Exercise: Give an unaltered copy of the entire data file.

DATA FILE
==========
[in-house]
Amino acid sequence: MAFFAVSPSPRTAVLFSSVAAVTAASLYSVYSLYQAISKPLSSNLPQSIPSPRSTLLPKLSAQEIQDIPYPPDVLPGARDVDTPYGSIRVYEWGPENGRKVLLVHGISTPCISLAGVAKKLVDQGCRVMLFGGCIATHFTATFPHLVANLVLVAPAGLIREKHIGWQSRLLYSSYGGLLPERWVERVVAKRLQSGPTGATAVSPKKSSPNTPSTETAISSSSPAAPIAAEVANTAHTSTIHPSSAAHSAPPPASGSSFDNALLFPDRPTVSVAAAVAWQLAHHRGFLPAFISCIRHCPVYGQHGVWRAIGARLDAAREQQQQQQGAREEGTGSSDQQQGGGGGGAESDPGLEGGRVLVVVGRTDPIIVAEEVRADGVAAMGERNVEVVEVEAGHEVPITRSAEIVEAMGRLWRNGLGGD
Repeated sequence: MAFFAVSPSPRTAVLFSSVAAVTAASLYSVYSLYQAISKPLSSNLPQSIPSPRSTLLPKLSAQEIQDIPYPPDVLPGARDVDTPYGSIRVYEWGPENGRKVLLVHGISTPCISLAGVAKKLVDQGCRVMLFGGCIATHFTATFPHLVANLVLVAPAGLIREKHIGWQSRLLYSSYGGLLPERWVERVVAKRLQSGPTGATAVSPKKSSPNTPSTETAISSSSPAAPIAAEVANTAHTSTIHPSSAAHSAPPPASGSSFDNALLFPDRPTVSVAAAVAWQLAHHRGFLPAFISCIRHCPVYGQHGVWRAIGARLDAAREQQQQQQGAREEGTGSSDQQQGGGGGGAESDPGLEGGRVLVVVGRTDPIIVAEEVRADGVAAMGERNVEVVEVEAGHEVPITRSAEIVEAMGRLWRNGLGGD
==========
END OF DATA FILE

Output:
[in-house]
Amino acid sequence: MAFFAVSPSPRTAVLFSSVAAVTAASLYSVYSLYQAISKPLSSNLPQSIPSPRSTLLPKLSAQEIQDIPYPPDVLPGARDVDTPYGSIRVYEWGPENGRKVLLVHGISTPCISLAGVAKKLVDQGCRVMLFGGCIATHFTATFPHLVANLVLVAPAGLIREKHIGWQSRLLYSSYGGLLPERWVERVVAKRLQSGPTGATAVSPKKSSPNTPSTETAISSSSPAAPIAAEVANTAHTSTIHPSSAAHSAPPPASGSSFDNALLFPDRPTVSVAAAVAWQLAHHRGFLPAFISCIRHCPVYGQHGVWRAIGARLDAAREQQQQQQGAREEGTGSSDQQQGGGGGGAESDPGLEGGRVLVVVGRTDPIIVAEEVRADGVAAMGERNVEVVEVEAGHEVPITRSAEIVEAMGRLWRNGLGGD
Repeated sequence: MAFFAVSPSPRTAVLFSSVAAVTAASLYSVYSLYQAISKPLSSNLPQSIPSPRSTLLPKLSAQEIQDIPYPPDVLPGARDVDTPYGSIRVYEWGPENGRKVLLVHGISTPCISLAGVAKKLVDQGCRVMLFGGCIATHFTATFPHLVANLVLVAPAGLIREKHIGWQSRLLYSSYGGLLPERWVERVVAKRLQSGPTGATAVSPKKSSPNTPSTETAISSSSPAAPIAAEVANTAHTSTIHPSSAAHSAPPPASGSSFDNALLFPDRPTVSVAAAVAWQLAHHRGFLPAFISCIRHCPVYGQHGVWRAIGARLDAAREQQQQQQGAREEGTGSSDQQQGGGGGGAESDPGLEGGRVLVVVGRTDPIIVAEEVRADGVAAMGERNVEVVEVEAGHEVPITRSAEIVEAMGRLWRNGLGGD